Day eighteen in Chile
13.11.2016 - 13.11.2016
A last morning in Hanga Roa
Santa Cruz Church
We had already walked past Hanga Roa’s small but intriguing Catholic church on our first afternoon on the island. Our last day fell on a Sunday, and with our flight not until the afternoon we decided to spend the first part of the morning attending mass. Now, my husband is a Catholic and goes to mass regularly, and I often accompany him. We have been to some interesting services around the world as a result but perhaps none more so than here.
When the moai culture collapsed and the islanders turned against the ancestral statues they thought would protect them from harm, they needed something or someone to take their place. That someone was the Birdman, chosen each year at the ceremonial village of Orongo. But still the fortunes of the island declined, especially after Peruvian slavers raided the island and kidnapped about 1,000 men to harvest guano on islands off the Peruvian coast. A year later only 100 survived and, faced with an international scandal, the government of Peru sent them home. However, only 15 survived the journey, and they brought smallpox to the island, causing further death and despair among the Rapanui. So when European missionaries arrived, bringing a new religion with a Messiah who promised salvation and hope to a people desperately in need of the latter in particular, it is little wonder they converted en masse. Just ten years after the missionaries’ arrival in 1863 all the islanders had adopted the new religion.
Today the island can definitely be regarded as predominately Christian, but old beliefs die hard and if you scratch the surface of most islanders’ Christianity you will find a lingering allegiance to some of the convictions of the past, as expressed through the oral tradition. Even in the church you are not far from the ancient island cultures; statues of saints reflect traditional wood-carving techniques and many have elements of ancient symbols such as the Birdman and Make-Make.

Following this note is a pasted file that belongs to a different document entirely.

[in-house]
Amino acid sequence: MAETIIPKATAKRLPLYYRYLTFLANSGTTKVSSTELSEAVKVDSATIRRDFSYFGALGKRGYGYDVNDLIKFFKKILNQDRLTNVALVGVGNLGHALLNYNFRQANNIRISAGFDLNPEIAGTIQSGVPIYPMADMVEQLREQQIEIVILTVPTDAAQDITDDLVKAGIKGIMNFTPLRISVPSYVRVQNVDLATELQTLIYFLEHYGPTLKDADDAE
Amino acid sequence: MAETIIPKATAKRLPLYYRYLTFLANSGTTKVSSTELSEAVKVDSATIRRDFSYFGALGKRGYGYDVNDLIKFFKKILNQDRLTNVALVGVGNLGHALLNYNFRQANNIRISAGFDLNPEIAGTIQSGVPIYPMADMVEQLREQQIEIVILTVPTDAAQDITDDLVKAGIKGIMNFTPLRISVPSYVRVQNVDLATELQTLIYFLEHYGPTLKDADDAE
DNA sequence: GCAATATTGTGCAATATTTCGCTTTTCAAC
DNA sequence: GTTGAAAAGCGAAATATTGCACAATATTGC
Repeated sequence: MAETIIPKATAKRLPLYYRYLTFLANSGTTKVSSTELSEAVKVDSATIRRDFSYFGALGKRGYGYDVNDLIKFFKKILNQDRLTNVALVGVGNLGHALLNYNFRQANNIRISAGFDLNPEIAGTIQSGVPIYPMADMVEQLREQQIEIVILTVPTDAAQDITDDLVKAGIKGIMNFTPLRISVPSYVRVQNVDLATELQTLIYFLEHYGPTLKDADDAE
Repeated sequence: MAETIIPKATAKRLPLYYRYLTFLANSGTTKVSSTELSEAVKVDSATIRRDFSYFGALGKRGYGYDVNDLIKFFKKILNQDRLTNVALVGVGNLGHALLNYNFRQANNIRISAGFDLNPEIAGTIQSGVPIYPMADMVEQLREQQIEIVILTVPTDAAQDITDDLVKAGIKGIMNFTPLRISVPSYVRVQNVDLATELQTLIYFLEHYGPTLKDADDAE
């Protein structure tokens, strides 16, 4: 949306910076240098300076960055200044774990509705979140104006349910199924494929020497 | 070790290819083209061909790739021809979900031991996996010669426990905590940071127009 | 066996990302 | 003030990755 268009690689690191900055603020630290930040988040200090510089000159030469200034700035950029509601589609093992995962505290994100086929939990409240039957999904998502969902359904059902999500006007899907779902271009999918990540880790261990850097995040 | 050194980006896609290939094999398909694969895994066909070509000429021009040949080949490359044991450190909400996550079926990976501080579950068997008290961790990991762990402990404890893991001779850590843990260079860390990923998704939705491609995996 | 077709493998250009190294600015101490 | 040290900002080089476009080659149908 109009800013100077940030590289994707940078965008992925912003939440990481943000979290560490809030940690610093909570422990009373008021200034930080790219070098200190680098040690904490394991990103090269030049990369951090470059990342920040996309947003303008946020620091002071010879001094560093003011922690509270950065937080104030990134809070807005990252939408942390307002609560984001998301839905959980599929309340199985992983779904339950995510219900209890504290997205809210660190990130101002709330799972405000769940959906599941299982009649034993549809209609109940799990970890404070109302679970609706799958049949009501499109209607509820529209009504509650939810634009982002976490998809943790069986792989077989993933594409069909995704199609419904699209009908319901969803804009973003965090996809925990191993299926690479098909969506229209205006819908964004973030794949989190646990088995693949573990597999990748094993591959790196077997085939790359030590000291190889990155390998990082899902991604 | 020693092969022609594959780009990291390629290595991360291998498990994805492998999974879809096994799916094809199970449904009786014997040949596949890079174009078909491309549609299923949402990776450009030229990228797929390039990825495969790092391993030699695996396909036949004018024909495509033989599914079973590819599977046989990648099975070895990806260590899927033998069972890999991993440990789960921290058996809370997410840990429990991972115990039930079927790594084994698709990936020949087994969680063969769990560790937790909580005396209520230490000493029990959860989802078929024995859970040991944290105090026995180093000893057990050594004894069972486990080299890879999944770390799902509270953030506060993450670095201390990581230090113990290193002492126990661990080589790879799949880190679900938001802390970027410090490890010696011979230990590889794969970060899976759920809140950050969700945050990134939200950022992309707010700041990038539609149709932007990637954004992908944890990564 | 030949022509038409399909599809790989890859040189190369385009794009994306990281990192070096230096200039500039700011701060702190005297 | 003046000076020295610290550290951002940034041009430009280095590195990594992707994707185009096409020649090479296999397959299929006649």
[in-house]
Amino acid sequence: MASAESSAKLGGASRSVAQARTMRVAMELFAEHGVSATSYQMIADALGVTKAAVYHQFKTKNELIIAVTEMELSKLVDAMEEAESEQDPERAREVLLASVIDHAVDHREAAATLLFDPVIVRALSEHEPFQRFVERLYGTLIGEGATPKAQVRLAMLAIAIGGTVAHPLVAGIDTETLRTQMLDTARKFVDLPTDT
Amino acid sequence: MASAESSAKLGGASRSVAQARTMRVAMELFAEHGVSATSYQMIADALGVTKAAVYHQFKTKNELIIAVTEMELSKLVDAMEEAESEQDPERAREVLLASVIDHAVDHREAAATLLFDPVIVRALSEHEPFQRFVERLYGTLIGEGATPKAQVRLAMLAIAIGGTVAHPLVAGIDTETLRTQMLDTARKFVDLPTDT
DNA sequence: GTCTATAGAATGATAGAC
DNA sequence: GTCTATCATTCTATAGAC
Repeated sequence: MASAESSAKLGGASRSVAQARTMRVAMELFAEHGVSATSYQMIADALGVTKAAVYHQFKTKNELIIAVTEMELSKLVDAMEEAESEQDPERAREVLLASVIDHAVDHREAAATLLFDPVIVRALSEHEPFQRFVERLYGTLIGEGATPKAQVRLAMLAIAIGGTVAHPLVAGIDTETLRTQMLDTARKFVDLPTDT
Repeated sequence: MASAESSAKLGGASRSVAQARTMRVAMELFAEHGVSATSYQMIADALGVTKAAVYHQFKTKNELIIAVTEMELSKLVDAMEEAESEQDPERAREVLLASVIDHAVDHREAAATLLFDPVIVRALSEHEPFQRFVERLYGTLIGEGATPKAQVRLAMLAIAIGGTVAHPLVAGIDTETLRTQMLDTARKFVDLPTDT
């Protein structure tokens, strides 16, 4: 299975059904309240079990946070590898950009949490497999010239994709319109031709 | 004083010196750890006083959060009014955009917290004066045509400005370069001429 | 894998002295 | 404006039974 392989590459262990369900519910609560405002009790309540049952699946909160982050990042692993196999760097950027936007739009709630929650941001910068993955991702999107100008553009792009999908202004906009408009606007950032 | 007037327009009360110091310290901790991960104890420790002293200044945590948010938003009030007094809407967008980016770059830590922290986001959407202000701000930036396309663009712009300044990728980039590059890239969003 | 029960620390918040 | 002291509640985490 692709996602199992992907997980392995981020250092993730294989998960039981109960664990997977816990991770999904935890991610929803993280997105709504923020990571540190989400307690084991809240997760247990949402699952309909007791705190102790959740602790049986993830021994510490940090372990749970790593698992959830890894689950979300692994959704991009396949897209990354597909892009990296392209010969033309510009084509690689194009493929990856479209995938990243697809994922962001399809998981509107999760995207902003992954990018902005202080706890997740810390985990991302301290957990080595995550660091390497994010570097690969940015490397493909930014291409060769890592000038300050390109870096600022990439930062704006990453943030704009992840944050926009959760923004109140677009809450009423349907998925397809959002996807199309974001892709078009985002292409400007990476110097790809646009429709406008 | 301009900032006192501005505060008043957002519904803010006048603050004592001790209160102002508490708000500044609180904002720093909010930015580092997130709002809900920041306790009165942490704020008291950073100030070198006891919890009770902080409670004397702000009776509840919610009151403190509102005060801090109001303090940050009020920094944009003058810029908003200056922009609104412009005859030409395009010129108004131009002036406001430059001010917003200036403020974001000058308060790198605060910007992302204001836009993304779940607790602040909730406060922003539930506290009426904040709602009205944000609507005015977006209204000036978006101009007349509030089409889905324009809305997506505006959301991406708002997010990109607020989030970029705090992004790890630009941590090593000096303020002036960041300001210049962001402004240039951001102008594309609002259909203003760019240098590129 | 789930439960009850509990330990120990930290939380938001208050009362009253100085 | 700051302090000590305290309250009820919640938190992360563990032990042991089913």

It is quite common, and accepted, that many tourists who are not practising Christians will want to attend the mass – usually the 9.00 AM one which features traditional music and singing. Any who do so are made welcome. In return it would be good to think that those visitors respect any requests of the church-going locals. I was very disappointed therefore to see many around us taking photos and shooting videos during the service – the one thing that you are expressly asked not to do. This is a religious ceremony, not a performance. Having said, that I do understand the temptation as who, used to ore conventional church services and hymn singing, would not be intrigued by musical instruments made from animal jaw-bones and singing that blends Rapanui and Tahitian languages? The thought occurred to me that the worshipping islanders might be more successful in their demands of tourists if they were to offer to “stage” one song after the mass had ended.
Photos are permitted before the mass starts, which is when I took mine. It is also possible to visit the church at other times, although we had found it closed on our previous attempt to do so.
After the mass we took a last walk around town and stopped for coffee at a friendly café on Atamu Tekena where we were lucky enough to secure a table on the outside deck – perfect for some people watching.
We walked back to our hotel past the Rapa Nui parliament building further up the same street (the Rapanui have limited autonomy from Chile and can make a few of their own laws) and some of the protest signs near the airport where a local Rapanui family, the Roe, are claiming ownership of the land on which it was built. Earlier in 2016 they had threatened to block access to the airport and their dispute with the government is on-going. This is one of several similar conflicts over land on the island – earlier in our stay we had passed the protest camp outside the Hangaroa Eco Village and Spa which is located on land which the Hito Rangi clan claims was illegally sold to private developers during the period of the Pinochet military dictatorship, and is rightfully theirs. Some understanding of the challenges facing the modern-day Rapanui, as they negotiate their relationship with mainland Chile and strive for balance in creating a sustainable approach to tourism, will, I believe, enhance your visit to the island as much as will an understanding of its ancient cultures.
But it was time for us to leave this magical place. After checking in at its tiny airport with the incongruously long runway we ate lunch there at a table overlooking that same runway before boarding the plane that would take us back to Santiago. And as a final token of the island’s hospitality, a tiny wooden moai on a string was hung around the neck of each departing passenger much as on arrival we had all been draped with a lei.